Awards & Engraving

January '20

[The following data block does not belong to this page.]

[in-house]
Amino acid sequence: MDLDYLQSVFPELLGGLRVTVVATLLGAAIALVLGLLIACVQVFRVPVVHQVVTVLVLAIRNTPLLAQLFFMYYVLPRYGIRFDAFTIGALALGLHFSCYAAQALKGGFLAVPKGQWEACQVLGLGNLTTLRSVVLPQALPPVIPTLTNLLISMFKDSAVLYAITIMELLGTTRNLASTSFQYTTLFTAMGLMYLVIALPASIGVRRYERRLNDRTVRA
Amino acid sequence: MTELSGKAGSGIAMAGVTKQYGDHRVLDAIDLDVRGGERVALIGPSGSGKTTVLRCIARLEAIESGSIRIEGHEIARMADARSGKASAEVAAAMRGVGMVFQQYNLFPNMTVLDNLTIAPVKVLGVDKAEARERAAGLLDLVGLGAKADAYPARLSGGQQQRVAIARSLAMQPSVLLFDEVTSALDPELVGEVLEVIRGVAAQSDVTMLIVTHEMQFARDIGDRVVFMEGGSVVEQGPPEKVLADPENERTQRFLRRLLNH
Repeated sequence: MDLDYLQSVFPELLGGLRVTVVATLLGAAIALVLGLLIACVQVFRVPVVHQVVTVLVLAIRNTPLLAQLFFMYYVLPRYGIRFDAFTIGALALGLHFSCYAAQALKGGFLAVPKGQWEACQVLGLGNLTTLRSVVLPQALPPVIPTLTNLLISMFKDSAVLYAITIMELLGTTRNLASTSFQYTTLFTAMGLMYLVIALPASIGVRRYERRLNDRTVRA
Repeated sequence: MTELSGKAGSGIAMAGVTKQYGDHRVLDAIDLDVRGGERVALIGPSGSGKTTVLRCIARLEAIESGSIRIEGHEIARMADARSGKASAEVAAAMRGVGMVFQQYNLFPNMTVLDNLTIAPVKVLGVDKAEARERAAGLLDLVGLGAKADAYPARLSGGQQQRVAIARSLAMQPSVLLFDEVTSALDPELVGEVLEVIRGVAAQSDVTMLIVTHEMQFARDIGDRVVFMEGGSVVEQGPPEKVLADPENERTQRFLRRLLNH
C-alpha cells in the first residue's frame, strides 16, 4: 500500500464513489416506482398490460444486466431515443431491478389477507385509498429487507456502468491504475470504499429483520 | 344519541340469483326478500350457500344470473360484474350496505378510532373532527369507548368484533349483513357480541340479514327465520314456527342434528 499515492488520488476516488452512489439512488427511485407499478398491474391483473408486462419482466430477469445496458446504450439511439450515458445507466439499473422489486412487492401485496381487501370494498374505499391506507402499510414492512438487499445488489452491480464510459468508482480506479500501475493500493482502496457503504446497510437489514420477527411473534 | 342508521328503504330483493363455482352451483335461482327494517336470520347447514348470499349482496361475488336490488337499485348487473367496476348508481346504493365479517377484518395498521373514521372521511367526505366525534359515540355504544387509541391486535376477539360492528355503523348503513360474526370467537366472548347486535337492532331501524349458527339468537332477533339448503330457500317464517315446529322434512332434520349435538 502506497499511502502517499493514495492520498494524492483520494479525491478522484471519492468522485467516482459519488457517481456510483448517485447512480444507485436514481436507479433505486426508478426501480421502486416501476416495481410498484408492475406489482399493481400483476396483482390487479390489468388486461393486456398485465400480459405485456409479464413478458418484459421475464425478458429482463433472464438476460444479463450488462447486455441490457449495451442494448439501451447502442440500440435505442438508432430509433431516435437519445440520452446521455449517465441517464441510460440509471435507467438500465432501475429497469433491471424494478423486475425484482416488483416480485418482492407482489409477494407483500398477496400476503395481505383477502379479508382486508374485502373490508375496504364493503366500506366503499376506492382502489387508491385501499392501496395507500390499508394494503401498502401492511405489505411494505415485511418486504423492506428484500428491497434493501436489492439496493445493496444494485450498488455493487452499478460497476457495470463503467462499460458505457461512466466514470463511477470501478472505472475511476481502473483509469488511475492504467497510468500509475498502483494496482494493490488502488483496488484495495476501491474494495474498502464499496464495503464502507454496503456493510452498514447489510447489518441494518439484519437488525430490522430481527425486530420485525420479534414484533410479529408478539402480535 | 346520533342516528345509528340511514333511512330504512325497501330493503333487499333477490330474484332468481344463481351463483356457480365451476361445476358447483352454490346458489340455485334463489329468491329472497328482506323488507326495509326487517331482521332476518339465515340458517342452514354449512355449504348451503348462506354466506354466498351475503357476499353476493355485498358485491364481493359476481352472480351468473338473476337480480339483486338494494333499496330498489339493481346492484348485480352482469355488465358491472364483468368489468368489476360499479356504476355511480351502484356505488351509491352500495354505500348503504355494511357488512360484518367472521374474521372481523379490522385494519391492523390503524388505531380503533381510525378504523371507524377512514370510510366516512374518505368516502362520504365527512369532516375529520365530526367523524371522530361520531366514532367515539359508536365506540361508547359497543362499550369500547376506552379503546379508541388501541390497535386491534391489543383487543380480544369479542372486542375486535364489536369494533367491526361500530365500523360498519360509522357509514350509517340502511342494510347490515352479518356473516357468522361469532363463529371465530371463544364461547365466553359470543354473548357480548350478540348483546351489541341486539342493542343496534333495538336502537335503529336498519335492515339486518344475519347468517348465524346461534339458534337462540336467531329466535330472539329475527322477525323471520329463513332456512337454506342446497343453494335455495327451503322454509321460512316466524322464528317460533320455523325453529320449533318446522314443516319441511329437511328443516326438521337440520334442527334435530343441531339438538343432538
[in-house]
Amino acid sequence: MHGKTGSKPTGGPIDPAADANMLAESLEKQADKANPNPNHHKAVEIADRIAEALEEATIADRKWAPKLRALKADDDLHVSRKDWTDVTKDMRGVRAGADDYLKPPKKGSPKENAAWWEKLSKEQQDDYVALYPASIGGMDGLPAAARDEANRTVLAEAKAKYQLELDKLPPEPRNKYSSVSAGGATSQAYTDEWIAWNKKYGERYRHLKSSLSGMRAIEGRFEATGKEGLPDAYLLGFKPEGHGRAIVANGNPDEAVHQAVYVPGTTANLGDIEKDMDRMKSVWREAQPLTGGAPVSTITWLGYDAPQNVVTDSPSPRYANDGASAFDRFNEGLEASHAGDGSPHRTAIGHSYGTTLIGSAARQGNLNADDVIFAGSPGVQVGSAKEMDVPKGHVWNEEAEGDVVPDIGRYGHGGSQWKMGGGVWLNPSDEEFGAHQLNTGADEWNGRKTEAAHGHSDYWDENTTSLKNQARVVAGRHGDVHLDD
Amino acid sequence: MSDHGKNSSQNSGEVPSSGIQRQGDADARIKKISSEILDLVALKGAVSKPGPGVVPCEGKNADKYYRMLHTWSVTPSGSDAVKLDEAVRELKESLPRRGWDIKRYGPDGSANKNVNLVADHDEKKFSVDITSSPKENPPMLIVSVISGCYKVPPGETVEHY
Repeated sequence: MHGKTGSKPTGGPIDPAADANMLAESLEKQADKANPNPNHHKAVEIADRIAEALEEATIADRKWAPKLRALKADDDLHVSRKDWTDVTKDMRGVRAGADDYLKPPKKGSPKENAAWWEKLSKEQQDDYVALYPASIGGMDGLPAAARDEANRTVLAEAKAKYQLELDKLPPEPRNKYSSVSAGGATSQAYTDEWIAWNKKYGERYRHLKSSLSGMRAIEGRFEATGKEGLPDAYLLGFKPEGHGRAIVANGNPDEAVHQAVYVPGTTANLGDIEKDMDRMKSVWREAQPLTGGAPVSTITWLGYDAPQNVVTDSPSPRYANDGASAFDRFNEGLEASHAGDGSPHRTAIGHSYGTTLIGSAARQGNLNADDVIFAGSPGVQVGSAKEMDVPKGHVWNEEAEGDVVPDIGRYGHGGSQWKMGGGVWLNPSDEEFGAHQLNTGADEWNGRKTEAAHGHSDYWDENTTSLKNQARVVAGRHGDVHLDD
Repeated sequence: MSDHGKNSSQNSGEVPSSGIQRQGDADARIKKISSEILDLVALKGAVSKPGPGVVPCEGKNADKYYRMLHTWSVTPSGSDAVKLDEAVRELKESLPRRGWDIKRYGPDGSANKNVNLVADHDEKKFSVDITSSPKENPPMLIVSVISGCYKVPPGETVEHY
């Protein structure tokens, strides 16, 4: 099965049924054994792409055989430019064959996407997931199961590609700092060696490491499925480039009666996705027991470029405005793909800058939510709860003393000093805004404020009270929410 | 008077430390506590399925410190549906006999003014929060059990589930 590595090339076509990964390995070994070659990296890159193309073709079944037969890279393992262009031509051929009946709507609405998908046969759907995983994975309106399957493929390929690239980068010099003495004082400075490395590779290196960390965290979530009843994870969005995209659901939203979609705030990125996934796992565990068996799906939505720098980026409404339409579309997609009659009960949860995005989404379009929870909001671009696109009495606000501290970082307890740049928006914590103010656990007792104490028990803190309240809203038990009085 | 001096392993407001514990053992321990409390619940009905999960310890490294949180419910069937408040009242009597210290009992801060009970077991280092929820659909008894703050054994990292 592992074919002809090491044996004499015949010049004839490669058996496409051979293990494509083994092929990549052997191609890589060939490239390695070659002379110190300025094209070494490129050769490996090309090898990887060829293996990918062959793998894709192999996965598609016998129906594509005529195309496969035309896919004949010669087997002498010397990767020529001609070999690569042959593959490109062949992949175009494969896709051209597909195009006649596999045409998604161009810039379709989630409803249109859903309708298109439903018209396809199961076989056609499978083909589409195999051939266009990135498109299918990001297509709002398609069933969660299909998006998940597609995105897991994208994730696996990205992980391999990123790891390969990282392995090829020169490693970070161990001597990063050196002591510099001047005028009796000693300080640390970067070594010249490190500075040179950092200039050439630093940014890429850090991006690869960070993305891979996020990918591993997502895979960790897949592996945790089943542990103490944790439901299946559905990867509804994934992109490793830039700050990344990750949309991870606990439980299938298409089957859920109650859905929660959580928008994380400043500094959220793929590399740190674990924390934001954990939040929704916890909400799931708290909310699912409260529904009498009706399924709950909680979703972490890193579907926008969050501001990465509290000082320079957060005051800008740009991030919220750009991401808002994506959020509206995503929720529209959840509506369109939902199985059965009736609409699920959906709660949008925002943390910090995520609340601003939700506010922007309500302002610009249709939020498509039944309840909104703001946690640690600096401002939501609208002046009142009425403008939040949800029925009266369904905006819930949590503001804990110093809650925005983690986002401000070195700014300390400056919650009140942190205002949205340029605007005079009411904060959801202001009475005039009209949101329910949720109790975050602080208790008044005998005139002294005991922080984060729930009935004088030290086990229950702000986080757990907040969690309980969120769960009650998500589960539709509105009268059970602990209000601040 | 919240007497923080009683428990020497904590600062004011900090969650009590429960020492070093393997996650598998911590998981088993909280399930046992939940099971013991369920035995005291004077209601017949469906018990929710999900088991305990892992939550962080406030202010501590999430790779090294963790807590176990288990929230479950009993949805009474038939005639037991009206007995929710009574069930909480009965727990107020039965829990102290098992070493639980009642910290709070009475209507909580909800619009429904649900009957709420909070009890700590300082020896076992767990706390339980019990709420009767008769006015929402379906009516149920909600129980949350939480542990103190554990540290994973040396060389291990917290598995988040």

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A&E JANUARY 2020 • a-e-mag.com 63 graphics import as vector line art. The line art is then filled with tool paths that the engraver follows to complete the job. Tool path spacing is generated automatically based on the engraving tool parameters set in the software. A handy feature in the software (if avail- able) is the ability to simulate the engraving on screen prior to physically engraving the job. The simulation allows the operator to check the details of the engraving to ensure the proper tool size and spacing is used to create the engraving as precisely as needed. (Figure 3) Step Three: Once the artwork is ready and all other settings are in place, it is time to send the job to the engraver. When engraving plastic, the protective masking can be left on the surface to help prevent ghosting and minor surface scratching. (Figure 4) In some cases, however, leaving the masking on is not practical. When cutting out a shape such as a sign blank, leaving the masking on during cutting helps protect the rest of the substrate for future use. Step Four: After cutting out the blank from the substrate, the masking can be removed from the blank and the pro- cess of engraving the graphics can begin. Depending on the complexity of the shapes, different sized bits may be needed, requiring tool changes throughout the job. (Figure 5) Once the engraving is complete, the new sign is ready to be removed from the engraver. (Figure 6) Step Five: The new sign can now have any finishing touches added, such as fixtures or frame options. (Figure 7) Rotary engraving is the tried-and-true seasoned veteran of professional marking. In today's high-tech world, rotary engraving continues to offer great value to clients, customers, and hobbyists alike. The tech- nology adds great flexibility, versatility, and profit to those who have already discovered the latest and greatest but still seek that one last tool to complete their arsenal of fabrication potential. Fig 6 Fig 7 A&E

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